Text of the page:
Our school’s approach to cultural somatics has one simple foundational concept: that cultures are bodies. We see collectives of beings as having invisible somas (bodies) and nervous systems that emerge from networks of complex relationships, which include humans as well as ancestors, animals, plants, natural elements, and other beings.
This shows us that individual and collective trauma transformation are inseparable – because oppression is trauma and trauma is oppression. When there is trauma from violence in our relationships, it becomes held in cultural somas as systemic oppression. And vice versa, when there is unaddressed systemic oppression held in cultural somas, it manifests as violence in our relationships.
Following this observation, we have stewarded cultural somatics as a meta-somatic framework, grounded in embodiment practices, neurobiology, and animist ritual, that allows us to seamlessly facilitate the co-healing of individual and collective bodies.
In application this may look like both:
- 1-on-1 and group healing work that addresses oppressions such as white supremacy as trauma itself.
- Social change work built upon the foundations of trauma-informed somatic healing, such as relationship building, unconditional positive regard, and titration (working gently and slowly in processing emotional material to avoid re-traumatization).
A note on our respect for the emergent nature of cultural somatics
We see cultural somatics as an emerging field of practice with an organic body of common knowledge and shared language developed by a community of colleagues – like a dance.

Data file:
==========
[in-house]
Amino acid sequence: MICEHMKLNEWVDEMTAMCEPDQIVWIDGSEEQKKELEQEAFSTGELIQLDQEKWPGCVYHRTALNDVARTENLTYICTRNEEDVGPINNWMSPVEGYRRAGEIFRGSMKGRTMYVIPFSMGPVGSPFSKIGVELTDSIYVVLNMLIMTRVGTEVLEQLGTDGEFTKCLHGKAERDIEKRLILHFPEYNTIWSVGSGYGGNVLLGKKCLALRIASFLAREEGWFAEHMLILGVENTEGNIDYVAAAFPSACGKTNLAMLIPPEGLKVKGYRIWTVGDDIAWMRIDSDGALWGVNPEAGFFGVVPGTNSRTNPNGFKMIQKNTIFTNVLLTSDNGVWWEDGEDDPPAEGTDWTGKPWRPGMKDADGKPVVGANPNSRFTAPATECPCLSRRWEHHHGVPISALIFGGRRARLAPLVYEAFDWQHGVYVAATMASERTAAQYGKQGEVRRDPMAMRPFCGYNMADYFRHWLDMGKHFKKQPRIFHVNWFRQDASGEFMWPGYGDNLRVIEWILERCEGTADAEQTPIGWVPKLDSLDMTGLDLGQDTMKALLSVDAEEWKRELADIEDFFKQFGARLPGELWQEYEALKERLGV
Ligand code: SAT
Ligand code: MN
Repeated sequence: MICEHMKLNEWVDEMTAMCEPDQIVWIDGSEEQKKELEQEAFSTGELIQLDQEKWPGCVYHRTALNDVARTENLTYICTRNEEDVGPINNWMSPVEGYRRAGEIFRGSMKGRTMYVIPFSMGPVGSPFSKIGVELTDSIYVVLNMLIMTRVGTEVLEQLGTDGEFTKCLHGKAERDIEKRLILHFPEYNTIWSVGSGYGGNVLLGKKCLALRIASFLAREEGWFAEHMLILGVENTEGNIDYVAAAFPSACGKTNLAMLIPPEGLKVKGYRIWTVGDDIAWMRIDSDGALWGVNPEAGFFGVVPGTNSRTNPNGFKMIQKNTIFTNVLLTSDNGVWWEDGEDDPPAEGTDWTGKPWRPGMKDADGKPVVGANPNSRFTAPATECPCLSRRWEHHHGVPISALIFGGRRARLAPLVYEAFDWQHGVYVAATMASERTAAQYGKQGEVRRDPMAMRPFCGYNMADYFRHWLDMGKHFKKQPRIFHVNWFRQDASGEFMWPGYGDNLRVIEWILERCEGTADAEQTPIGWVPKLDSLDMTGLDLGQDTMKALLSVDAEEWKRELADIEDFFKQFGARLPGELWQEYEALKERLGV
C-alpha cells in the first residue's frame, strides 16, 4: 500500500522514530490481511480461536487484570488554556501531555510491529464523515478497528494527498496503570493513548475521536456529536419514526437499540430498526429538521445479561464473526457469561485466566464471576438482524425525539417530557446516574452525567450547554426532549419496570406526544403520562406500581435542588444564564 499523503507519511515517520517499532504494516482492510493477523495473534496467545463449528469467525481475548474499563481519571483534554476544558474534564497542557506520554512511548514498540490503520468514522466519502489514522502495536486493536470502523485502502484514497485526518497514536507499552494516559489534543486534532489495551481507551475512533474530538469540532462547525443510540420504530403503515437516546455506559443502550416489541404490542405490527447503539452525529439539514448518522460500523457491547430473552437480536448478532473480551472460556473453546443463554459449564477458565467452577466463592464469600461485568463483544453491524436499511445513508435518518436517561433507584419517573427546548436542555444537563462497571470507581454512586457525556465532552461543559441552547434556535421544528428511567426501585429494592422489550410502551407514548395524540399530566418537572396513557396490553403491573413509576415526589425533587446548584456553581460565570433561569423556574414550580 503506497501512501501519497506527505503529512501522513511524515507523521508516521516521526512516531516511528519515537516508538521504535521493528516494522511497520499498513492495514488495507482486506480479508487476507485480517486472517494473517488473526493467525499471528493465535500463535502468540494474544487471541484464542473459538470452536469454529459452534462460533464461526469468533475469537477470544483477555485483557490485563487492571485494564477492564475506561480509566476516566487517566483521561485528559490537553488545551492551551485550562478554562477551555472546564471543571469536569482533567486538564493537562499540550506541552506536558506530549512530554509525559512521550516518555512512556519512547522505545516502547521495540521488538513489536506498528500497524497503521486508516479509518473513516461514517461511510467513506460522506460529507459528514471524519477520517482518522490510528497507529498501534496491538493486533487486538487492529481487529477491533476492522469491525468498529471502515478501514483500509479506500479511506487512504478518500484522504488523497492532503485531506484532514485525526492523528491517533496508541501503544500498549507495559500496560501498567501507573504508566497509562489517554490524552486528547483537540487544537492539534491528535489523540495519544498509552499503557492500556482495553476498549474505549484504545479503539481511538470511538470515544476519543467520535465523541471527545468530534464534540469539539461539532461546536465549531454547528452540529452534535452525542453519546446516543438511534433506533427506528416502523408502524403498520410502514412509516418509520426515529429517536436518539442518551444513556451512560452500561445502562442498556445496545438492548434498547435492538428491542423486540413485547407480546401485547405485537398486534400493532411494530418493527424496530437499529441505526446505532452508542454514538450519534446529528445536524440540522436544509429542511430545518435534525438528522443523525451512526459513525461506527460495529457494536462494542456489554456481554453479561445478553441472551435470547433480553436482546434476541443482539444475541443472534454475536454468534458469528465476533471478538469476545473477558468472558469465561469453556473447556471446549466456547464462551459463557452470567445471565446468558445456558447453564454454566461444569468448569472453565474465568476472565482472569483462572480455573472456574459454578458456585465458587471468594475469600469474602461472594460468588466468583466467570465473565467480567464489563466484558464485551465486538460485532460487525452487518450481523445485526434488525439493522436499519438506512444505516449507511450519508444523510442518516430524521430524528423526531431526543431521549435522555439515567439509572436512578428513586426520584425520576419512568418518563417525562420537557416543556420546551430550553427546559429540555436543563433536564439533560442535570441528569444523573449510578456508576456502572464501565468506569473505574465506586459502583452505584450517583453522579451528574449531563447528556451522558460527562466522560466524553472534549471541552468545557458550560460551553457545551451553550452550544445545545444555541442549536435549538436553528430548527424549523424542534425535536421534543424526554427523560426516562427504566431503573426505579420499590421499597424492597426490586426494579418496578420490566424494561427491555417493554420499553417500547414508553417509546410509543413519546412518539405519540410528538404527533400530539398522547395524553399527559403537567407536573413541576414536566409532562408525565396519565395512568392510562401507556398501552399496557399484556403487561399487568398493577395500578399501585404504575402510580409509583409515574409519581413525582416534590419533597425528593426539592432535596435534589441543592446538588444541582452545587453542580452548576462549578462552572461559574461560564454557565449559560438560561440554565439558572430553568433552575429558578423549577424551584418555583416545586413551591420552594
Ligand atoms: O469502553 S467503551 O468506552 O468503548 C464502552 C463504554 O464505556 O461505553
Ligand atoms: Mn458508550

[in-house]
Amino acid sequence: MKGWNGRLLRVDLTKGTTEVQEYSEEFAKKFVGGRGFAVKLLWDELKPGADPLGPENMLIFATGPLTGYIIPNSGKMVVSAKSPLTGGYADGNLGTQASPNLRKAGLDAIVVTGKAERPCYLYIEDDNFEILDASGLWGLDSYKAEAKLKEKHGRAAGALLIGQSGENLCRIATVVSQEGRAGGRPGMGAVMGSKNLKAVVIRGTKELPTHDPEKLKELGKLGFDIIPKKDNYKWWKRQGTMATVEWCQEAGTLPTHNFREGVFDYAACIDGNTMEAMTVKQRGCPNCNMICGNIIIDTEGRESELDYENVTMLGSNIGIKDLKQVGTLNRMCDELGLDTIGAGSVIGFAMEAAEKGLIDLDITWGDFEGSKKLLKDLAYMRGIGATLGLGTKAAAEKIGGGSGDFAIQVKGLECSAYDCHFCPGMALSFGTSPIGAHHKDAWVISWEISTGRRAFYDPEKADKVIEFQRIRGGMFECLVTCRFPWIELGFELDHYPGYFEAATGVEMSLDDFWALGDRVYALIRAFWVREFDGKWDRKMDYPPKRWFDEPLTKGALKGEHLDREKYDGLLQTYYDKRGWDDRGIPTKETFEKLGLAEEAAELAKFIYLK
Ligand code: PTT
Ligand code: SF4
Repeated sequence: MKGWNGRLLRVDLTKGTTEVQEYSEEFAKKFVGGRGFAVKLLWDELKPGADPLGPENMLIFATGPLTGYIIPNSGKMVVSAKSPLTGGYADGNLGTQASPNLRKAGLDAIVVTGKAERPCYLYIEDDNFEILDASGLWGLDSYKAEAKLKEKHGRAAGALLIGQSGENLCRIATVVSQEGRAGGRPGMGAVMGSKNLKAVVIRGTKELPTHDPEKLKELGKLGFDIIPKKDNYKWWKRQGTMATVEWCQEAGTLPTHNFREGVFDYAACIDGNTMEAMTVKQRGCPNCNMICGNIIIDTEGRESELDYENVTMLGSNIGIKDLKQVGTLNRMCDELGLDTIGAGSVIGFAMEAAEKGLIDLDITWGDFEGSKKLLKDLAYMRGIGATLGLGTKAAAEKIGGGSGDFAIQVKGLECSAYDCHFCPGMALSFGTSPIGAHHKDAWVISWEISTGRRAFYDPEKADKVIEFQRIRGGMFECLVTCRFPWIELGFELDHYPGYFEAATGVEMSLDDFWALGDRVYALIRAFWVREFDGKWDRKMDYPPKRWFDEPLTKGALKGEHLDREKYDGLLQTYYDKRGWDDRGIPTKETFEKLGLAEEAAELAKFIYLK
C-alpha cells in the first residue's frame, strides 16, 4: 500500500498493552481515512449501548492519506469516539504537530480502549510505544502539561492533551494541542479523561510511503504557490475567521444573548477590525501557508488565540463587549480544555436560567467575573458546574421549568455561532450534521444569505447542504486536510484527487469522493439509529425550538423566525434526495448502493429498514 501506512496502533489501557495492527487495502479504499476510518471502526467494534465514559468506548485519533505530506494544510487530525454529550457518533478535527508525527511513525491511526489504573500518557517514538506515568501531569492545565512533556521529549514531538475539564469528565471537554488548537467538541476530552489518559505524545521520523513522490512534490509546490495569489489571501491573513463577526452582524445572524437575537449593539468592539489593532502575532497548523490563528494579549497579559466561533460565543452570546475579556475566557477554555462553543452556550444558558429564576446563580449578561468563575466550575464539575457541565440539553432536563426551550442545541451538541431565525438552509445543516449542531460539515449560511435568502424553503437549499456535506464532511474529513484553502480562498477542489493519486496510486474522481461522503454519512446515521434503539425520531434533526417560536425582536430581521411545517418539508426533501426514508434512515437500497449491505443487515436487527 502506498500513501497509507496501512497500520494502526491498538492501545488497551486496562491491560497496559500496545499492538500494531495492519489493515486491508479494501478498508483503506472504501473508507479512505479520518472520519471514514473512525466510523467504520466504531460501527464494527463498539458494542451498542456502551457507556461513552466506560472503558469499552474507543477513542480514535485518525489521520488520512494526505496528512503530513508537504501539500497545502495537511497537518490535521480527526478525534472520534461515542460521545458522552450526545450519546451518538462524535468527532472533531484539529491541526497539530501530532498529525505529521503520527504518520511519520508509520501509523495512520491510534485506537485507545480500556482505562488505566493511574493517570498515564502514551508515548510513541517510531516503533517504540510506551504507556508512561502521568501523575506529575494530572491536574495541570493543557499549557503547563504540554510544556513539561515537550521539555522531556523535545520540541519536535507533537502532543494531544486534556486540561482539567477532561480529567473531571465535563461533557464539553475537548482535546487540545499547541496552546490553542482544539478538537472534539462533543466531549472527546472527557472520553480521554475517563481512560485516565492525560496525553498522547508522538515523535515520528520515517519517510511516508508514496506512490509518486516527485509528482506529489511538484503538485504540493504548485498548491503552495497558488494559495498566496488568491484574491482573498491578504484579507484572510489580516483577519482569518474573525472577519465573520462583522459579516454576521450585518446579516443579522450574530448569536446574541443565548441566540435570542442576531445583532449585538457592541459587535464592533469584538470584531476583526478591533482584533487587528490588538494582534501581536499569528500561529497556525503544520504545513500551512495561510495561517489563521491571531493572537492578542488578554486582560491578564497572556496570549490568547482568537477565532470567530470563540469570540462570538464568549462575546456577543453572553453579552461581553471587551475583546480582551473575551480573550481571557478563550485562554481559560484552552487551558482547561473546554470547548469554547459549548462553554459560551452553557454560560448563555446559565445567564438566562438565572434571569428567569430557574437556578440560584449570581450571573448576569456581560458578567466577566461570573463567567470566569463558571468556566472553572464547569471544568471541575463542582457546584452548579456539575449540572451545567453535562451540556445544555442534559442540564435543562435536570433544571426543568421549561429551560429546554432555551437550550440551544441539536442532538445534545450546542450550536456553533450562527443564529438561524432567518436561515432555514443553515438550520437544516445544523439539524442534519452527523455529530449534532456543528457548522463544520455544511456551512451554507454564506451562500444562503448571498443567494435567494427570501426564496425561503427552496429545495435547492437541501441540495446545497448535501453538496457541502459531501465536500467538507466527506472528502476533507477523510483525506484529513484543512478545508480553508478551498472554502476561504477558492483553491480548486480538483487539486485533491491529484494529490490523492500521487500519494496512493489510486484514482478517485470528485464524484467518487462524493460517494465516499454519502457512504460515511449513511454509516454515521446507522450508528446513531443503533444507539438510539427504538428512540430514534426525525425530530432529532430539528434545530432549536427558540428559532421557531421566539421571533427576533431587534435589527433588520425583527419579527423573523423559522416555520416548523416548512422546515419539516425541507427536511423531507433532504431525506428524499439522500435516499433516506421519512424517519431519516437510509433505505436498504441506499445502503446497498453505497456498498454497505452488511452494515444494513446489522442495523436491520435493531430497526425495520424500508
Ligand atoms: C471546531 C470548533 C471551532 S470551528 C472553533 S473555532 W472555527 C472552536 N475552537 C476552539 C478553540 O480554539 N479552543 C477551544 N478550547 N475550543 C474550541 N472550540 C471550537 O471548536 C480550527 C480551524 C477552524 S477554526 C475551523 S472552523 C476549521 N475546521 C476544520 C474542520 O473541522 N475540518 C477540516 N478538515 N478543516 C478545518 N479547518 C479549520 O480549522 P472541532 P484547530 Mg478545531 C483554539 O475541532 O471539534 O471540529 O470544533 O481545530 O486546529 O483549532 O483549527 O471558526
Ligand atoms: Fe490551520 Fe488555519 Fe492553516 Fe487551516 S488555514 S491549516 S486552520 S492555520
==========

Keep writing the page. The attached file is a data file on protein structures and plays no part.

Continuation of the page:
Other people who use the term cultural somatics to describe their work include Resmaa Menakem, a black somatic therapist and author, who does leading-edge work on healing racialized trauma in collective bodies and in fact had been independently using the term to describe his work a few years before us.
We also understand that many folks do cultural somatic work without explicitly using the term cultural somatics to describe their work.
Because of this, we are committed to maintaining the RAJ School as an education and research entity driven by public interest, rather than a gatekeeping institution.
Glossary of cultural somatic terms
Here are some terms and concepts that form the core of our articulation of cultural Somatics. Please feel free to refer to these terms we have stewarded along with attribution that you feel comfortable with:
The invisible sensing, feeling, and thinking body that emerges out of networks of complex relationships.
Cultural nervous system
The nervous system of cultural somas.
The concept that we form attachment relationships with cultural somas. Cultural somas can also form attachment relationships with one anothe e.g. white culture has an attachment relationship to ancestral European cultures. Also independently termed by indigenous social worker Estelle Simard.
Cultural attachment pattern
Securities and insecurities in cultural attachment can manifest in patterns that parallel attachment patterns articulated in standard attachment theory. e.g. cultural appropriation can be seen as a behavior that arises from anxious cultural attachment.
Cultural somatic context
The cultural context of a body, impacted by everything from furniture, clothes, customs, medicine, and other key cultural factors.
Even though cultural somas are invisible by nature, they can be understood to have postural qualities like rigid or supple, just like our fleshy local bodies.
Cultural dissociation (privilege)
Cultural somatics understands terms that describe systemic oppression through the language of neurology. In the case of privilege, it is understood as a dissociative mechanism in the cultural nervous system that protects privileged identities from processing trauma.
Trauma diversity refers to the phenomenon of how trauma held in cultural somas interact with our natural diversities in terms of race, culture, gender, neuro-divergence, and so on, to manifest diverse trauma experiences associated with different groups. It is similar to ideas originally explored through the idea of ‘intersectionality’ in social justice theory.